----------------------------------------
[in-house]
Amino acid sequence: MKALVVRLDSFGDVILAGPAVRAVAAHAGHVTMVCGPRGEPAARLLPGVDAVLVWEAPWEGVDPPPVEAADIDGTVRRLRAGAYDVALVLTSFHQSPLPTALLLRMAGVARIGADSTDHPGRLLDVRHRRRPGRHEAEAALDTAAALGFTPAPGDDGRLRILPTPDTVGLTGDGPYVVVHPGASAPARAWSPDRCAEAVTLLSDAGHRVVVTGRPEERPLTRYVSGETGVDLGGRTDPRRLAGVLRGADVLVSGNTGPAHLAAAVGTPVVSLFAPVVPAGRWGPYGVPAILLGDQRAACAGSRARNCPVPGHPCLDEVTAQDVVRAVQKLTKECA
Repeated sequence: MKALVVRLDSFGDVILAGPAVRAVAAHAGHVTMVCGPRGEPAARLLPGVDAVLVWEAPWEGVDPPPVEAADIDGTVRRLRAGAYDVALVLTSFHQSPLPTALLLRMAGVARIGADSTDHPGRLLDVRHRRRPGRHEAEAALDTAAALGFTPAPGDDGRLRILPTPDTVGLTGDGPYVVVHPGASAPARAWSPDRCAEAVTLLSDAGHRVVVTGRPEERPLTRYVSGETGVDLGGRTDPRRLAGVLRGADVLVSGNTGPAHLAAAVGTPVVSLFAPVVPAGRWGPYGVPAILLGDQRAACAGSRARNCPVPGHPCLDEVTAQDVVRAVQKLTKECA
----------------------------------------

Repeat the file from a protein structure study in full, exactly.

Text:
[in-house]
Amino acid sequence: MKALVVRLDSFGDVILAGPAVRAVAAHAGHVTMVCGPRGEPAARLLPGVDAVLVWEAPWEGVDPPPVEAADIDGTVRRLRAGAYDVALVLTSFHQSPLPTALLLRMAGVARIGADSTDHPGRLLDVRHRRRPGRHEAEAALDTAAALGFTPAPGDDGRLRILPTPDTVGLTGDGPYVVVHPGASAPARAWSPDRCAEAVTLLSDAGHRVVVTGRPEERPLTRYVSGETGVDLGGRTDPRRLAGVLRGADVLVSGNTGPAHLAAAVGTPVVSLFAPVVPAGRWGPYGVPAILLGDQRAACAGSRARNCPVPGHPCLDEVTAQDVVRAVQKLTKECA
Repeated sequence: MKALVVRLDSFGDVILAGPAVRAVAAHAGHVTMVCGPRGEPAARLLPGVDAVLVWEAPWEGVDPPPVEAADIDGTVRRLRAGAYDVALVLTSFHQSPLPTALLLRMAGVARIGADSTDHPGRLLDVRHRRRPGRHEAEAALDTAAALGFTPAPGDDGRLRILPTPDTVGLTGDGPYVVVHPGASAPARAWSPDRCAEAVTLLSDAGHRVVVTGRPEERPLTRYVSGETGVDLGGRTDPRRLAGVLRGADVLVSGNTGPAHLAAAVGTPVVSLFAPVVPAGRWGPYGVPAILLGDQRAACAGSRARNCPVPGHPCLDEVTAQDVVRAVQKLTKECA